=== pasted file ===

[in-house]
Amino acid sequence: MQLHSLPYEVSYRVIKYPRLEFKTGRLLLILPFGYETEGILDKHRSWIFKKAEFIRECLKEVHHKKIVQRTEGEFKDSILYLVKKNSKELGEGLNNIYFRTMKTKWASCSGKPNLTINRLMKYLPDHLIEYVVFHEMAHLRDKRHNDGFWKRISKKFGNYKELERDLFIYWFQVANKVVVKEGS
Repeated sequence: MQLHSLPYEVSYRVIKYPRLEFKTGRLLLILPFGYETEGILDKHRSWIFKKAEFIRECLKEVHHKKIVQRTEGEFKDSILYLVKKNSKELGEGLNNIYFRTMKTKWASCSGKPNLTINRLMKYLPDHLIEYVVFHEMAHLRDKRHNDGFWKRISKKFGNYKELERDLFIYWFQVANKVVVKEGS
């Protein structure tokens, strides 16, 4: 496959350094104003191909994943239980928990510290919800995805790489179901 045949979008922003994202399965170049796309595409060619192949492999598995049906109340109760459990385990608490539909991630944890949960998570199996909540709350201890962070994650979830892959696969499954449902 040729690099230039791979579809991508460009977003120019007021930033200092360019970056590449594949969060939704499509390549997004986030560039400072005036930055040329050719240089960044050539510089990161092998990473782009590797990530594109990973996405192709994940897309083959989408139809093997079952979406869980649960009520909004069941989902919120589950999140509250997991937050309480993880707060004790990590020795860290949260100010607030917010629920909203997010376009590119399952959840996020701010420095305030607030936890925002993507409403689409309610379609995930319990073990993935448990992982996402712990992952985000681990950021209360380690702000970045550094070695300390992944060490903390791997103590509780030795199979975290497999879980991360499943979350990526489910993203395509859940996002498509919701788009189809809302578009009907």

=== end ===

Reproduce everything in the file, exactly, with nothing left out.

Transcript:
[in-house]
Amino acid sequence: MQLHSLPYEVSYRVIKYPRLEFKTGRLLLILPFGYETEGILDKHRSWIFKKAEFIRECLKEVHHKKIVQRTEGEFKDSILYLVKKNSKELGEGLNNIYFRTMKTKWASCSGKPNLTINRLMKYLPDHLIEYVVFHEMAHLRDKRHNDGFWKRISKKFGNYKELERDLFIYWFQVANKVVVKEGS
Repeated sequence: MQLHSLPYEVSYRVIKYPRLEFKTGRLLLILPFGYETEGILDKHRSWIFKKAEFIRECLKEVHHKKIVQRTEGEFKDSILYLVKKNSKELGEGLNNIYFRTMKTKWASCSGKPNLTINRLMKYLPDHLIEYVVFHEMAHLRDKRHNDGFWKRISKKFGNYKELERDLFIYWFQVANKVVVKEGS
């Protein structure tokens, strides 16, 4: 496959350094104003191909994943239980928990510290919800995805790489179901 045949979008922003994202399965170049796309595409060619192949492999598995049906109340109760459990385990608490539909991630944890949960998570199996909540709350201890962070994650979830892959696969499954449902 040729690099230039791979579809991508460009977003120019007021930033200092360019970056590449594949969060939704499509390549997004986030560039400072005036930055040329050719240089960044050539510089990161092998990473782009590797990530594109990973996405192709994940897309083959989408139809093997079952979406869980649960009520909004069941989902919120589950999140509250997991937050309480993880707060004790990590020795860290949260100010607030917010629920909203997010376009590119399952959840996020701010420095305030607030936890925002993507409403689409309610379609995930319990073990993935448990992982996402712990992952985000681990950021209360380690702000970045550094070695300390992944060490903390791997103590509780030795199979975290497999879980991360499943979350990526489910993203395509859940996002498509919701788009189809809302578009009907």